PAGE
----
It is only fitting that the Edmonton's Public Library host the ODD2015 Hackathon (on 21 February 2015), as the Library stands for three of the main themes of this years hack, and events leading up to that hack: (1) Inclusion; (2) Civic Engagement, and; (3) Literacy.
The Edmonton Public Library is a space held in trust for all of Edmonton's citizens. It provides equal access, and does't care which community you belong to, or how you self identify. To reflect this level of inclusion, and to push back on the culture of exclusion seen in so many tech industries (think GamerGate and Open Street Map), the #ODD2015 Hackathon is instituting the following Hacking Code of Conduct:
Our hackathon is dedicated to providing a harassment-free experience for everyone, regardless of gender, age, sexual orientation, disability, physical appearance, body size, race, ethnicity, nationality, religion, previous hackday attendance or computing experience (or lack of any of the aforementioned). We do not tolerate harassment of hackathon participants in any form. Sexual language and imagery is not appropriate at any hackathon venue, including hacks, talks, workshops, parties, social media and other online media. Hackathon participants violating these rules may be sanctioned or expelled from the hackathon without a refund (if applicable) at the discretion of the hackathon organisers.
Arnstein's Ladder of Citizen Participation describes the relationship between government and citizens. At the bottom of the ladder, citizens are manipulated and have no power. At the top of the ladder, citizens and governments are indistinguishable. While I would not hazard to guess where we sit relative to the City of Edmonton or the Government of Alberta, I do know that Open Data and hacking serves to move citizens up the ladder.
As we learn to use the tools hacking, and by this I don't just mean coding, but other tools such as data scraping, design, networking & outreach, generally organizing around the building of something, we are more engaged with each other and more likely to push back against government policy.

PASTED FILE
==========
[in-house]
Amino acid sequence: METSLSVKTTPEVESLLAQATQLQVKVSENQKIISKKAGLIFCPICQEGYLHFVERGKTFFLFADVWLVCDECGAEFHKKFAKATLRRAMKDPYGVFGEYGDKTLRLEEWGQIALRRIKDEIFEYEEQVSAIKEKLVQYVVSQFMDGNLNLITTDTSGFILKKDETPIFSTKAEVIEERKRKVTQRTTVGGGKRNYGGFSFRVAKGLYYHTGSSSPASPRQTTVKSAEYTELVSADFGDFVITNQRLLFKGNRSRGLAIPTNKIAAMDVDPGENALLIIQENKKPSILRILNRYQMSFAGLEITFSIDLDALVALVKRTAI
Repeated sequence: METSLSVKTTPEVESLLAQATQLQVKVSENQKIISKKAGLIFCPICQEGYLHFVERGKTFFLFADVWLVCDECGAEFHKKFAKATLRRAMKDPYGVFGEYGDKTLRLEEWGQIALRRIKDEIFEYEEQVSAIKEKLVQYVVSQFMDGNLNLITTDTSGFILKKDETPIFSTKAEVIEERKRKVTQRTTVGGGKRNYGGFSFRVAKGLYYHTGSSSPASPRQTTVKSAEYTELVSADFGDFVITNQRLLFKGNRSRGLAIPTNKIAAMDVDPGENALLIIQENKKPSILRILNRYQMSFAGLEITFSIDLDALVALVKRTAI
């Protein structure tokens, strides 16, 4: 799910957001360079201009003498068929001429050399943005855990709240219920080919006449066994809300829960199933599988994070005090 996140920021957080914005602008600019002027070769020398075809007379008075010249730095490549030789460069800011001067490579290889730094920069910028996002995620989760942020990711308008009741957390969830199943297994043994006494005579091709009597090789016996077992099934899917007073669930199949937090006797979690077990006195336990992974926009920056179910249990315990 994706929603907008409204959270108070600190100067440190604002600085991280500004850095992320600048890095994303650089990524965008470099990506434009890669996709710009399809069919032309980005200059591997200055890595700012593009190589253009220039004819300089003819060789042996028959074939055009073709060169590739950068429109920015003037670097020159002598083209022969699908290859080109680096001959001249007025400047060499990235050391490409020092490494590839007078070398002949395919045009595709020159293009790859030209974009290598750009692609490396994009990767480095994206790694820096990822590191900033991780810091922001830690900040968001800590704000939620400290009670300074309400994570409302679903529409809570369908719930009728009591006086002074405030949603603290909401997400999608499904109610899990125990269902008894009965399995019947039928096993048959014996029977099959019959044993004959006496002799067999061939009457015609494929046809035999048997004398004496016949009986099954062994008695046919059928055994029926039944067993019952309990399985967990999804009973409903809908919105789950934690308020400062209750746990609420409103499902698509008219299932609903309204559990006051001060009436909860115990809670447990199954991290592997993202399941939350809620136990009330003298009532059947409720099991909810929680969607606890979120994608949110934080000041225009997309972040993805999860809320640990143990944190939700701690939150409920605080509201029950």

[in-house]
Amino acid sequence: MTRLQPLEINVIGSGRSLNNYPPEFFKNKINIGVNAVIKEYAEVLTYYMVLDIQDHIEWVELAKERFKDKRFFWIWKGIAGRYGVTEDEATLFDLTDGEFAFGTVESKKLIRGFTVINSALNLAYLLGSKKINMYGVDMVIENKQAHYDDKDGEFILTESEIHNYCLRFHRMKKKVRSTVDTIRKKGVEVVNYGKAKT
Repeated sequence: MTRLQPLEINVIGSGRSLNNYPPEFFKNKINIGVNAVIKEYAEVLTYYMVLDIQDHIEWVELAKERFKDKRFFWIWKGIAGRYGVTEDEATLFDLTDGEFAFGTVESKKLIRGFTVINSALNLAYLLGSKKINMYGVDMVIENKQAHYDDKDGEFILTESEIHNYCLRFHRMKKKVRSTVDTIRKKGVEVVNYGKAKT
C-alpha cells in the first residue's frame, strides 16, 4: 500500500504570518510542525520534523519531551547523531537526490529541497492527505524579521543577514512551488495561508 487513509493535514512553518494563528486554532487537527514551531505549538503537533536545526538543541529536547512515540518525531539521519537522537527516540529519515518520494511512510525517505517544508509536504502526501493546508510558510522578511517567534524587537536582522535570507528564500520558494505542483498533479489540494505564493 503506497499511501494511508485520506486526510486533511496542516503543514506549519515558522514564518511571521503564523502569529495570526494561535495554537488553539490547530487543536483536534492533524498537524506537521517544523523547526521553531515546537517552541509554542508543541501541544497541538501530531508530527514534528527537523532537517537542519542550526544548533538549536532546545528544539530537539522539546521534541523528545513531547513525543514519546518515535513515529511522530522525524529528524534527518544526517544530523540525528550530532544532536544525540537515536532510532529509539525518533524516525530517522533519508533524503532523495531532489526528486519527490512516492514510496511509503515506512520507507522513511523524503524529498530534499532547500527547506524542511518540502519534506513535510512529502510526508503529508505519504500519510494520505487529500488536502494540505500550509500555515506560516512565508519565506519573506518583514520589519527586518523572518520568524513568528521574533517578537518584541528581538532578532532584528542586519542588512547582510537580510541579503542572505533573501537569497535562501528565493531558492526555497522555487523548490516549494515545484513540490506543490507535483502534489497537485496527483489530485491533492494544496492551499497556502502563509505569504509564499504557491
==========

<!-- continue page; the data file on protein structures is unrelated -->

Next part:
In the best case, we are provided the data with which governments make decisions such that we can draw our own conclusions.
Real change comes from the bottom up. Innovation occurs at the interface of diverse minds and perspectives. Collaboration is hard. It requires stepping beyond comfort, into the unfamiliar. It’s worth it.
Finally, libraries are all about literacy. And so are Hackathons; only it's call numeracy in the data context. If you learn one thing at a Hackathon, it should be not to be afraid of data, and don't worry, because you can't break it. Play with the data, and start exploring how to use your spreadsheet. If your an expert at Excel, download QGIS and start playing with an open source and free GIS. Think about the data, and the stories it might tell, and how it might address your frustrations with the Government process.
Datalibre.ca: A blog which believes all levels of Canadian governments should make civic information and data accessible at no cost in open formats to their citizens.
Map school offers an introduction to maps and map making.
The Elements of User Experience describes the design process to build good software. There is a lot of non-code that goes into software, and this website/sample chapter provides good insight.
Open Data Tools offers a range of tools to help understand the open data sets that you may be working with.